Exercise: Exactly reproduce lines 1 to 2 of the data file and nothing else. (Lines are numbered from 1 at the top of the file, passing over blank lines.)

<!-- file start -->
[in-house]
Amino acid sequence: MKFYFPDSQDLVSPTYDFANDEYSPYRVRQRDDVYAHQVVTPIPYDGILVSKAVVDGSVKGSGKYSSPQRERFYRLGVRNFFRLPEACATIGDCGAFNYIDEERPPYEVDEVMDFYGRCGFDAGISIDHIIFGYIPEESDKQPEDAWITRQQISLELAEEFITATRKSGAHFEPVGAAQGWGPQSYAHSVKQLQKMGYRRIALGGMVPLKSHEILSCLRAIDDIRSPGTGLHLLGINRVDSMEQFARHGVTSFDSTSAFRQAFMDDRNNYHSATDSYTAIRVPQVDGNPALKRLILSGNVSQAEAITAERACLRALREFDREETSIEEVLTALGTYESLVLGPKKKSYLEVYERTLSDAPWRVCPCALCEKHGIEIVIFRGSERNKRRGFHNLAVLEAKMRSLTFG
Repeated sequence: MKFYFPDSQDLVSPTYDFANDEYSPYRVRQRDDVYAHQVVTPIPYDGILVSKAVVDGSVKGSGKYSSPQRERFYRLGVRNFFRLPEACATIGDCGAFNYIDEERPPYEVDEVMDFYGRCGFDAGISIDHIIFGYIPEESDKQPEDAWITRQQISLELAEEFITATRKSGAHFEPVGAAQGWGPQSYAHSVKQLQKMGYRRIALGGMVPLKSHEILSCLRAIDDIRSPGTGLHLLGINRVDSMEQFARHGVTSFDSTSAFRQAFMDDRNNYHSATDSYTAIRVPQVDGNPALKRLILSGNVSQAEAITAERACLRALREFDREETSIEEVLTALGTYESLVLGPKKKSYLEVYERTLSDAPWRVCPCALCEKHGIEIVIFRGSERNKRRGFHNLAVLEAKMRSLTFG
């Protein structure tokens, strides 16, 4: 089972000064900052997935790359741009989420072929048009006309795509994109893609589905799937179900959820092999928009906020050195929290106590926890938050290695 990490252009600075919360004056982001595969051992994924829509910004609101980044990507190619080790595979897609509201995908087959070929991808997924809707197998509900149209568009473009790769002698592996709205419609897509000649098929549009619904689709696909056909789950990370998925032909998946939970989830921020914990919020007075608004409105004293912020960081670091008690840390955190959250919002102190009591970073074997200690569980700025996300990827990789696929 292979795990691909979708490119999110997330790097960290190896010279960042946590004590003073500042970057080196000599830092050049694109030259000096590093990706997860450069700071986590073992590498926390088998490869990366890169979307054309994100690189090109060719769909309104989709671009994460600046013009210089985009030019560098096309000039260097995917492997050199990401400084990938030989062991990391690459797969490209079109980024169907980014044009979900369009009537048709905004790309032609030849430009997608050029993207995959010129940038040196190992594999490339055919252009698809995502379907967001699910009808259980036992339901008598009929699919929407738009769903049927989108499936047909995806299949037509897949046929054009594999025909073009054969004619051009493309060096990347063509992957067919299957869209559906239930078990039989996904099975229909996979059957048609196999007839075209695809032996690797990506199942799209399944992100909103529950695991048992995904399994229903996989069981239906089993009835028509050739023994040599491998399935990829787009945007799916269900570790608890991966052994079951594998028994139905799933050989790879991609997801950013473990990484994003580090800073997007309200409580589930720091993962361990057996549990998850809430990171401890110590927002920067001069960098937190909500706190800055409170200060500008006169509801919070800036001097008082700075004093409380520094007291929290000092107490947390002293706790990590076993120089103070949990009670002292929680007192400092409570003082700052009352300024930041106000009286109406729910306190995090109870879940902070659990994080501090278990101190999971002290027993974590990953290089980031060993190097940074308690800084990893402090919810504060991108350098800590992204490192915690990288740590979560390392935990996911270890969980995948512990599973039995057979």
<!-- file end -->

[in-house]
Amino acid sequence: MKFYFPDSQDLVSPTYDFANDEYSPYRVRQRDDVYAHQVVTPIPYDGILVSKAVVDGSVKGSGKYSSPQRERFYRLGVRNFFRLPEACATIGDCGAFNYIDEERPPYEVDEVMDFYGRCGFDAGISIDHIIFGYIPEESDKQPEDAWITRQQISLELAEEFITATRKSGAHFEPVGAAQGWGPQSYAHSVKQLQKMGYRRIALGGMVPLKSHEILSCLRAIDDIRSPGTGLHLLGINRVDSMEQFARHGVTSFDSTSAFRQAFMDDRNNYHSATDSYTAIRVPQVDGNPALKRLILSGNVSQAEAITAERACLRALREFDREETSIEEVLTALGTYESLVLGPKKKSYLEVYERTLSDAPWRVCPCALCEKHGIEIVIFRGSERNKRRGFHNLAVLEAKMRSLTFG